Sarcoma Care Program
If you or your loved one have been diagnosed with a soft tissue sarcoma, the Sarcoma Care Program at Columbia can help. Our surgeons have the experience and expertise to bring you the best quality care, as safely as possible.
To make a surgical appointment with the Sarcoma Care Program, please call us at (212) 305-0273 today or request an appointment online.
- A Team For You: We deliver care through a multispecialty team of surgeons, medical oncologists, radiation oncologists, pathologists, nurses, and more. This entire team is in constant communication, meeting regularly to discuss each patient’s case and adjusting their personalized treatment plan as needed.
- Surgery From Trusted Hands: Because sarcomas can come in many different forms and appear almost anywhere on the body, surgical treatment can get extremely complex. It is important to see a surgeon with extensive experience operating on many different sarcoma cases, including difficult to treat retroperitoneal sarcomas (found in the back of the abdomen) and pelvic sarcomas. Our surgical oncologists are amongst the most experienced in the country.
- The Latest Clinical Trials: As a major academic facility, we are constantly conducting research to improve our understanding of sarcoma diagnosis and treatment. As a result, our patients can get access to the most promising clinical trials for innovative new treatments.
Soft tissue sarcomas are uncommon cancers that form in fat, muscle, connective tissue, nerve sheaths, and vessels. In the United States, there are only about 13,000 soft tissue sarcomas per year compared to about 200,000 lung cancers per year. They can appear anywhere in the body. About half of soft tissue sarcomas occur in the extremities, and about one-third occur in the abdomen or trunk.
There are over 100 different subtypes of soft tissue sarcoma, with the most common subtypes being liposarcoma, leiomyosarcoma, gastrointestinal stromal tumor (GIST), undifferentiated pleomorphic sarcoma, myxofibrosarcoma, synovial sarcoma, and malignant peripheral nerve sheath tumor (MPNST). All these sarcoma subtypes appear differently on examination and on imaging studies, grow at different rates, and have different responses to surgery, chemotherapy, immunotherapy, and radiation. This makes soft tissue sarcomas an extremely confusing group of tumors to treat, and it is best that those with sarcomas are cared for by a dedicated sarcoma specialist. If you have a mass that may be a sarcoma, sarcoma surgeons can evaluate you even prior to any diagnosis.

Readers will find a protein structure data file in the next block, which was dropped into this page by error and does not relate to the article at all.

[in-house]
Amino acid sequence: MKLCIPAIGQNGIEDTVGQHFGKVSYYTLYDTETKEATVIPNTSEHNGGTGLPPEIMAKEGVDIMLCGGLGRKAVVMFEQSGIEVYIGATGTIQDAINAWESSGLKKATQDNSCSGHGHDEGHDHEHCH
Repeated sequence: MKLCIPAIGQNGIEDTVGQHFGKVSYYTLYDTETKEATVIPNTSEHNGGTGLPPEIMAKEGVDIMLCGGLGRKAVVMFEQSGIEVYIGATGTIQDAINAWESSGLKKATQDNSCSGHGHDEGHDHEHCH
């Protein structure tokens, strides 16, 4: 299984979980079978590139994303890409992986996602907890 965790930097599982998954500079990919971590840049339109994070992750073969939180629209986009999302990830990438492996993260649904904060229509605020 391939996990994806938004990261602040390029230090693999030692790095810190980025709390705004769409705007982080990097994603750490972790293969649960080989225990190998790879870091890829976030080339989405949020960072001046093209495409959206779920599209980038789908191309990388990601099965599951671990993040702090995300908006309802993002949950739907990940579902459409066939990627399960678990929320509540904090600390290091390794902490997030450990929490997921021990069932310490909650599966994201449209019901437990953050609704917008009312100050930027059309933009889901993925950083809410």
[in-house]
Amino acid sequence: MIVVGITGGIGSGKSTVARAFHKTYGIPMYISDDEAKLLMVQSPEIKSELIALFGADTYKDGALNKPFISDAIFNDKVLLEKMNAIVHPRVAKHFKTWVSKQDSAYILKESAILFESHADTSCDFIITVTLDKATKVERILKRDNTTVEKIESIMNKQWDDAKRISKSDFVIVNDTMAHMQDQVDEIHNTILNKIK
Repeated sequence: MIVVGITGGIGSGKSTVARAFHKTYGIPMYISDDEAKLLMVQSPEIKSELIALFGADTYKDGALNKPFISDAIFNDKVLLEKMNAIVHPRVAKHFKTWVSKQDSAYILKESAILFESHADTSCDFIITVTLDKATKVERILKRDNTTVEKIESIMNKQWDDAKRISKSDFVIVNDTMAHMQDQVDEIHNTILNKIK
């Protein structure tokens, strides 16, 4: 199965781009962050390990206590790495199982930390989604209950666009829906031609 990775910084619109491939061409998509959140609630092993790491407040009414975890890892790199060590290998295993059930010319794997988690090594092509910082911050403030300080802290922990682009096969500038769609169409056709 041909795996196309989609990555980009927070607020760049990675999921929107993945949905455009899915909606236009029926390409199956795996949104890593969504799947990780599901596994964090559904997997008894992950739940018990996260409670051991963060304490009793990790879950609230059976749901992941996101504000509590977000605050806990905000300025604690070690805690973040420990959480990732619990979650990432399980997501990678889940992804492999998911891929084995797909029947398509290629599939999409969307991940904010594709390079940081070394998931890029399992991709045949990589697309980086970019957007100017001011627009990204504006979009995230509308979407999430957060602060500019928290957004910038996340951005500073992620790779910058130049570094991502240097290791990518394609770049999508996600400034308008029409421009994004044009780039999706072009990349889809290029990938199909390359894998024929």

Causes of Soft Tissue Sarcomas
Sarcomas, like other cancers, are caused by gene changes or mutations in the tissue from which the tumor originates. These mutations occur at a low frequency, and if one is unlucky enough to have these mutations in genes that control cell growth, one can get a sarcoma. The vast majority of sarcomas are sporadic tumors with no identifiable cause. Anything that increases the gene mutation rate can increase the risk of cancer. Certain exposures that can increase one’s risk for developing a sarcoma include radiation therapy and certain chemicals and carcinogens. There are rare individuals with underlying genetic conditions such as neurofibromatosis, Gardner’s syndrome, and Li Fraumeni syndrome that predispose them to get sarcomas.
Symptoms of Soft Tissue Sarcomas
In the extremities or superficial trunk, sarcomas often do not cause any symptoms until they grow large enough to create a noticeable lump or swelling. In the abdomen or pelvis, these tumors can grow to large sizes, forming a mass that one can feel or one that causes abdominal bloating, decreased appetite, or weight loss. Abdominal and pelvic tumors can also press on veins causing leg swelling or on nerves causing leg pain and numbness. Other sarcomas are picked up on imaging studies done for the workup of unrelated medical problems such as kidney stones or low back pain.
Treatment of Soft Tissue Sarcomas
The treatment of sarcomas may include surgery, medical therapies (including chemotherapy, immunotherapy, and biological therapy), and radiation therapy. Each sarcoma subtype has different responses to surgery, medical therapy, and radiation therapy. Imaging tests are done to assess the extent of the original tumor and to make sure the disease has not spread. Often, a biopsy is performed to fully establish the diagnosis. Surgery is the best treatment option for most sarcomas, and sometimes chemotherapy and/or radiation therapy can be given to shrink the tumor or reduce the risk that the tumor comes back.
- Read more about the causes, diagnosis, treatment, and outlook of Sarcomas here.
- Learn more about specific considerations for retroperitoneal and pelvic sarcoms, including the use of aggressive surgical resection and advanced proton beam radiation therapy here